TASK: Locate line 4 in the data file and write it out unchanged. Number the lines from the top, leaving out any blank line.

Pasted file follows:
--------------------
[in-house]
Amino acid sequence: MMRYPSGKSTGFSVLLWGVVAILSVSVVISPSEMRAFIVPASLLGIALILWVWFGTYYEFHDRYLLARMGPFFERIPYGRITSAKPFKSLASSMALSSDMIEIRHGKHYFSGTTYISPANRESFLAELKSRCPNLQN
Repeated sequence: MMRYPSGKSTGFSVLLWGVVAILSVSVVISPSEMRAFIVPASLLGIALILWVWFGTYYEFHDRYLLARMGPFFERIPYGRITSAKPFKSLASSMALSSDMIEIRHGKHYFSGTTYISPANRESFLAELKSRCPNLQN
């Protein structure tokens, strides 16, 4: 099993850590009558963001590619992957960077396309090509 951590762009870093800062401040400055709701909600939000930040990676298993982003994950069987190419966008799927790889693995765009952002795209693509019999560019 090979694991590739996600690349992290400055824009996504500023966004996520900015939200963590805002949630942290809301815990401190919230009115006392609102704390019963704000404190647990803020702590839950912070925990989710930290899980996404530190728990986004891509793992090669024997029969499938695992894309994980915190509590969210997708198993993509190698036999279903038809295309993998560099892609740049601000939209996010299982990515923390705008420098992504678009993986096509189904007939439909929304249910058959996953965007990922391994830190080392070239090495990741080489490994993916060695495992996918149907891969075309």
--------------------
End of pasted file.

């Protein structure tokens, strides 16, 4: 099993850590009558963001590619992957960077396309090509 951590762009870093800062401040400055709701909600939000930040990676298993982003994950069987190419966008799927790889693995765009952002795209693509019999560019 090979694991590739996600690349992290400055824009996504500023966004996520900015939200963590805002949630942290809301815990401190919230009115006392609102704390019963704000404190647990803020702590839950912070925990989710930290899980996404530190728990986004891509793992090669024997029969499938695992894309994980915190509590969210997708198993993509190698036999279903038809295309993998560099892609740049601000939209996010299982990515923390705008420098992504678009993986096509189904007939439909929304249910058959996953965007990922391994830190080392070239090495990741080489490994993916060695495992996918149907891969075309």